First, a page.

Here’s John McCain’s model for the conduct of U.S. foreign policy, enunciated in a television interview this week: “Teddy Roosevelt – speak softly and carry a big stick.”
“I am a Teddy Roosevelt Republican,” he said.
As the U.S. presidential election campaign draws into its final stretch, that remark says as much about McCain’s world view as do his campaign speeches listing foreign policy credentials, the places he has visited and the many foreign leaders he has met. McCain’s assessment of Roosevelt borders on hero worship.
In a 2002 memoir, “Worth the Fighting For,” McCain devoted a 22-page chapter to Roosevelt and described him in terms that could also apply to the author: impetuous, intemperate, egotistical, self-confident, impatient, courageous.
Roosevelt, one of the four presidents whose faces are hewn into the rock of Mount Rushmore, is the political patron saint of what McCain has called “national greatness conservatism,” a belief that the United States is the greatest force for good in the world.
In history books in the United States, Roosevelt is generally remembered for building the Panama Canal, for giving his name to the teddy bear, for starting the national parks system and for winning a Nobel Peace Prize for negotiating the end of the Russo-Japanese war.
In Latin America and parts of Asia, he tends to be seen as the bellicose American who came up with the Roosevelt Corollary to the Monroe Doctrine, a concept that the United States had the right to exercise “international police powers” to right “chronic wrongdoing” in Latin America. Chronic wrongdoing as defined by the U.S. president, of course.
The interventionist doctrine Roosevelt proclaimed halfway through his two terms (1901 to 1909) was used by him and several of his successors to justify sending U.S. troops to Cuba, the Philippines, Puerto Rico, Nicaragua, Haiti and the Dominican Republic.
“Roosevelt is the antihero in Latin America and a source of inspiration for today’s neoconservatives,” says Larry Birns, head of the Council on Hemispheric Affairs, a Washington research group.
The first foreign policy debate between McCain and his Democratic rival, Barack Obama, did little to shed light on how McCain would apply, or adapt, the “Speak softly and carry a big stick” doctrine to the 21st century and a world in which the balance of power has been shifting away from the United States, a trend almost certain to accelerate as a result of the worst financial crisis since the Great Depression.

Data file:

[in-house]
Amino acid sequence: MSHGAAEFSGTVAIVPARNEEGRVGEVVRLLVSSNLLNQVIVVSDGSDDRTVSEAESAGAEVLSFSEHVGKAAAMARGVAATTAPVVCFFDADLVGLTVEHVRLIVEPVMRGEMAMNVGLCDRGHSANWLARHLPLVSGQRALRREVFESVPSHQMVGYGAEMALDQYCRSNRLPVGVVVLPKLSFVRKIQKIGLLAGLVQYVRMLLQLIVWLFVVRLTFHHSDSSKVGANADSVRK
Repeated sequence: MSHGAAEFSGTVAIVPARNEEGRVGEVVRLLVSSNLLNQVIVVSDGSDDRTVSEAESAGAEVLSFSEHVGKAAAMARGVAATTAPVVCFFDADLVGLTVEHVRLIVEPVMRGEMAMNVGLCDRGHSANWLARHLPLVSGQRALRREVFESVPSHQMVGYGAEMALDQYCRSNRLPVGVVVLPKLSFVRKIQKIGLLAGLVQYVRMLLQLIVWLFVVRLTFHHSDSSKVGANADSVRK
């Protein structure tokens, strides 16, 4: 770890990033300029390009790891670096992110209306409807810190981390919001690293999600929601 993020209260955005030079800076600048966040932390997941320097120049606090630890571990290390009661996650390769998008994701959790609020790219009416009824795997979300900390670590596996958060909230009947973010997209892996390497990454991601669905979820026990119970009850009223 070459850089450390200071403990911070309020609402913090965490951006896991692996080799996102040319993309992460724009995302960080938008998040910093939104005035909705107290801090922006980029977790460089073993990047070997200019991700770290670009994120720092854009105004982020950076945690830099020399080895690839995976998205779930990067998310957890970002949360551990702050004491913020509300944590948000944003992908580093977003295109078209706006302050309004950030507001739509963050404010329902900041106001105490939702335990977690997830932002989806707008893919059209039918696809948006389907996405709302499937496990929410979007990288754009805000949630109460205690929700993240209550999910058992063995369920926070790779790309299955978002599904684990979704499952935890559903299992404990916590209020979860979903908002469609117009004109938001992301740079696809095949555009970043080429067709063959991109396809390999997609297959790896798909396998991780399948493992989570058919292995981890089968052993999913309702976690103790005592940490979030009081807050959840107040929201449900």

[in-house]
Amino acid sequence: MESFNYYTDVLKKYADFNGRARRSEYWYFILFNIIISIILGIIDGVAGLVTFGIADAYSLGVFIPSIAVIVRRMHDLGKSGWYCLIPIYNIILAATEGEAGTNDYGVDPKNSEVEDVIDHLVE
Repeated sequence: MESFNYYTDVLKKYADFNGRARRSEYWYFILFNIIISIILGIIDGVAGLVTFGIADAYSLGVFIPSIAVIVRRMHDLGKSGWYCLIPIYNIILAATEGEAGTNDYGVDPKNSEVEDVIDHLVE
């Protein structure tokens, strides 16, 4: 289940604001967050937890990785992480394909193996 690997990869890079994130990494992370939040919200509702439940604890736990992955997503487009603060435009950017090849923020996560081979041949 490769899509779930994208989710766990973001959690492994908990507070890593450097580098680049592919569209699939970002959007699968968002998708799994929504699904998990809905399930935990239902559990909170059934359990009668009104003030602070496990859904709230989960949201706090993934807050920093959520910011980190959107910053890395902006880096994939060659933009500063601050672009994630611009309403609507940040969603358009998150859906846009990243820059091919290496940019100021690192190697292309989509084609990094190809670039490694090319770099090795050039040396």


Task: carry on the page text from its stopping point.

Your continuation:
On the day McCain, who was born in 1936, much closer to the 19th century than the 21st, talked about the Big Stick, Chinese astronauts made their first spacewalk, Russian warships were heading toward exercises in the Caribbean for the first time since the Cold War, and the unfettered capitalism the United States had long held up as a model appeared to be on its deathbed.
America’s military stick, still by far the world’s biggest, is being whittled down by the wars in Afghanistan and Iraq. In his debate with Obama, McCain suggested as one possible way out of the financial crisis a spending freeze on everything but defense, veterans affairs and social security programs. There were no takers for that guns-over-butter idea.
McCain’s most extensive foreign policy outline since he won his party’s nomination in March would, if carried out, antagonize China, worsen already strained relations with a resurgent (and nuclear-armed) Russia, undermine the United Nations and set the United States against the majority of countries not fully under democratic rule – and that includes a good number of its allies.
“We have to strengthen our global alliances as the core of a new global compact – a League of Democracies – that can harness the vast influence of the more than 100 democratic nations around the world,” McCain said. Foreign Policy Magazine, an independent publication, described such a league as one of his 10 worst ideas.
Hyllis Bennis of the Institute for Policy Studies, a Washington research group, said the league was “a polite way of saying ‘club of all countries we like, designed to exclude and probably gang up on all the countries we don’t like.”‘
Displaying the impetuousness he admires in Teddy Roosevelt, McCain telephoned the Georgian president, Mikheil Saakashvili, after Russia struck back with overwhelming military force in response to an attempt by Georgia to wrest control of a breakaway province this summer. “I told him that I know I speak for every American when I say to him, ‘Today we are all Georgians,”‘ McCain reported later.
Every American? Did he take a poll? Even before the Russian invasion of Georgia, McCain advocated kicking Russia out of the Group of Eight industrialized nations to punish it for what he called “nuclear blackmail and cyber attacks.” India and Brazil would be added to the group, China left outside, at least until it moves to political liberalization.
Some of McCain’s opponents call him McSame and say his election would be tantamount to a third term for President George W. Bush. That view seems to be wrong. The line McCain has been taking on Russia, Iran and North Korea echoes the Bush administration’s first term, the “if you aren’t with us you are against us” phase that was tempered in the more pragmatic second term.
With America’s standing in the world at a low ebb, one measure of McCain’s relative lack of success in portraying himself as a statesman on the global stage came in a poll the BBC conducted among 22,000 people in 22 countries and published in September. On average, 46 percent thought foreign relations would improve if Obama won the presidency. Just 20 percent thought they would get better with McCain.